Star Wars: Return Of The Jedi (Special Edition)

Soundtrack

RCA Victor Records, 1997

REVIEW BY: Alfredo Narvaez

ORIGINALLY PUBLISHED: 04/04/2000

John Williams has established himself as THE composer of the modern movie era. Jaws, Close Encounters Of The Third Kind, Superman, Raiders Of The Lost Ark, E.T.: The Extra-Terrestrial, Williams had become the person who created the music for many of childhood's dreams and nightmares. (I know he did for mine).

Still the task had not become easier for Williams when it came to this score. On the contrary, now he had to compete with everyone's expectations and demands - much like what he had to do, I'm sure, for last year's The Phantom Menace. At the same time, he had to create new music that would fit alongside the already-classic themes and unite this film with the other two to create a complete body of work. What does this all mean? It means the major themes from Episodes IV and V find their way here. It means new themes. And it means a score that is far lengthier than the movie it is accompanying.

So what about the new music. Williams creates four new major themes. The first one is for the gangster, Jabba the Hutt. This tuba-heavy ode to the grotesque space slug first appears in "Bounty For A Wookie" and is prominent throughout the entire Tatooine part of the score. Perhaps its most amusing use occurs during the great action piece, "Sail Barge Assault." As Leia uses her chain to strangle the obese slug from its life, his theme kicks in as he kicks the bucket. Notice that Williams did not use a triumphant version of Princess Leia's theme for this scene, but instead chose to highlight Jabba getting his due. (On a side note, Williams reuses Jabba's Theme for his scene with Han Solo in the Tatooine hangars during Star Wars: A New Hope. That sets up the payoff that takes place here.)

The second new theme presented is a very cool, ominous and dark theme for the Emperor. Unlike the large and loud Imperial March, the Emperor's Theme - which first appears in "The Emperor Arrives" - is almost religious in its nature. It's like Williams wanted to create the exact opposite of Yoda's quiet and benign theme. Featuring a male choir that sings no lyrics, Williams creates something that sounds like a wailing of the damned or a chant by maniacal monks. Like I said, very cool. It fit the character so well that Williams reused it for The Phantom Menace's score - as Darth Sidious' theme.

To offset those two villanous new themes, we have first the Ewok theme - which appears fullest on "Parade Of The Ewoks." A tribal, primitive romp, it is meant to raise their cuteness and underdog status. It first appears on "Land Of The Ewoks," where Leia meets a member of the furry creatures. In fact, all of the music for the Ewoks' scenes features tribal drums and could be considered primitive. Most interesting is "Threepio's Bedtime Story," where the themes for Vader, Luke, the Force, and Han and Leia are reorchestrated to a primitive sound as C-3PO tells the diminutive warriors of their plight and adventures. All of this is done to remind the audience that they are nature fighting against the evil technology of the Empire.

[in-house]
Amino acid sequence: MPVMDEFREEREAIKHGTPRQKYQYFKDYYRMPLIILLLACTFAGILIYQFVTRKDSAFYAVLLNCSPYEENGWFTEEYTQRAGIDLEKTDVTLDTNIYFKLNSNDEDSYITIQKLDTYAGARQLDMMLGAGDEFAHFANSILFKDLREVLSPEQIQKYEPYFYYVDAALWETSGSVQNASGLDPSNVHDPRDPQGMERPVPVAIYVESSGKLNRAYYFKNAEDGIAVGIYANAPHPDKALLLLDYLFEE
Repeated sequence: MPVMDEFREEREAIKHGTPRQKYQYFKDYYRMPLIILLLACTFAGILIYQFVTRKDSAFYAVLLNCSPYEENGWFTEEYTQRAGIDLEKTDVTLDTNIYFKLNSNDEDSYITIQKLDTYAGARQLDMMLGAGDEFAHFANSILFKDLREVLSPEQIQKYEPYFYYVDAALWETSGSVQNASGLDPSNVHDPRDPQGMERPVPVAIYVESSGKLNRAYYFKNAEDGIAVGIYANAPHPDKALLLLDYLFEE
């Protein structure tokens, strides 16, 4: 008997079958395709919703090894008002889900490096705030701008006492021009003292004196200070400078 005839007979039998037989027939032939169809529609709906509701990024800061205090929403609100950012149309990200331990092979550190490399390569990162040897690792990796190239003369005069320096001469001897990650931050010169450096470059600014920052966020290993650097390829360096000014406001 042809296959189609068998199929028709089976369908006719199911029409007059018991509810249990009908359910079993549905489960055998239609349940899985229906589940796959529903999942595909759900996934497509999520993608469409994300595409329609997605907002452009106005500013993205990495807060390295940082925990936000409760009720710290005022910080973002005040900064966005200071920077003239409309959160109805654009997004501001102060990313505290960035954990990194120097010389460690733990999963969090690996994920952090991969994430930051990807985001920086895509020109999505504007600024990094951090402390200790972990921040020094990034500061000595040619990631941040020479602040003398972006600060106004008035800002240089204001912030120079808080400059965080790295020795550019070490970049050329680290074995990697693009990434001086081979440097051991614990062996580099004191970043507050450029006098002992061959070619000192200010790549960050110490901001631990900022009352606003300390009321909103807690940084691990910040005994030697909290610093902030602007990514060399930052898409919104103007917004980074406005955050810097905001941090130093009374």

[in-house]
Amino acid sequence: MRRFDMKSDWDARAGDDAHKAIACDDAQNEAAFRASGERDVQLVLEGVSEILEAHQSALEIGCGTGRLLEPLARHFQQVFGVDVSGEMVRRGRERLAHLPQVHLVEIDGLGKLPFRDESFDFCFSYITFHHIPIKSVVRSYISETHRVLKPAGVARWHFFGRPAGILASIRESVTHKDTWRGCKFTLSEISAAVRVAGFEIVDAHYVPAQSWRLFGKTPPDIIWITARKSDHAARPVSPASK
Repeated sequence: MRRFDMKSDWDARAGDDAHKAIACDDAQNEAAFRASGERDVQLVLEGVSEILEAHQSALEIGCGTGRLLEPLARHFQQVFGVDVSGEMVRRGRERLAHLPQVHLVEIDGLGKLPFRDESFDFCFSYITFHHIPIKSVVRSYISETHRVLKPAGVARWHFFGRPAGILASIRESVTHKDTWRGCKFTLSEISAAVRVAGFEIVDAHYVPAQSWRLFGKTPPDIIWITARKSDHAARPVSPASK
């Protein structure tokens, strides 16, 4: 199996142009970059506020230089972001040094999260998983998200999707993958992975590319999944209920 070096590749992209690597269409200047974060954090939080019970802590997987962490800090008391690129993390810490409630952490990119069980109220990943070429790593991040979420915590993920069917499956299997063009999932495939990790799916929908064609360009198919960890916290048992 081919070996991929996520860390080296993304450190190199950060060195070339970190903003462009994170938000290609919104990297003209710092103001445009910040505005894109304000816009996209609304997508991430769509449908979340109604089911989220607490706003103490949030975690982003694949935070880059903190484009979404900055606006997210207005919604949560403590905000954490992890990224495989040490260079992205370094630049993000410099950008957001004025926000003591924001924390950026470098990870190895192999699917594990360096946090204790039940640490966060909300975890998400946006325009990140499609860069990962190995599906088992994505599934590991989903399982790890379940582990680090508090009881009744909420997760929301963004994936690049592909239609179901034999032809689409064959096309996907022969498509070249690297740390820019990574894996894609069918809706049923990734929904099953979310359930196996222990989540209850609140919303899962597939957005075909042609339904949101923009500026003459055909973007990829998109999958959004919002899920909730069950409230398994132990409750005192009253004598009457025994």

The final new theme is "Luke And Leia," which is a more mature love theme. While "Princess Leia's Theme" is dreamy and innocent - perhaps for first love - and "Han Solo And The Princess" is for romantic love, this theme is adult and meant for a more mature relationship. After all, they are brother and sister and, no matter how far, far away that galaxy may be, incest is not cool. What the music states is the complex and grown relationship between the two characters. It is not romantic, but loving.my_heart_sings_the_harmony_web_ad_alt_250

With these new themes and the old ones in place, Williams sets about to resolve the conflicts of the saga through music - just as George Lucas is doing it visually. First, we have "The Death Of Yoda," where Williams repeats his trick from Empire by tying Luke's, Yoda's and the Force Theme. That is followed by "Obi-Wan's Revelation," where Luke's past is told and his sister's identity revealed. When Luke finds out, the Princess' Theme kicks in. Later on, "Brother and Sister/Father and Son" sets up the conflicts within the Skywalker family. In the first part, the Force theme and Luke and Leia's Theme, Leia is told of her past. That segues into the second part, where Vader's Theme and Luke's Theme square off against one another - as each character tries to claim the other towards its side.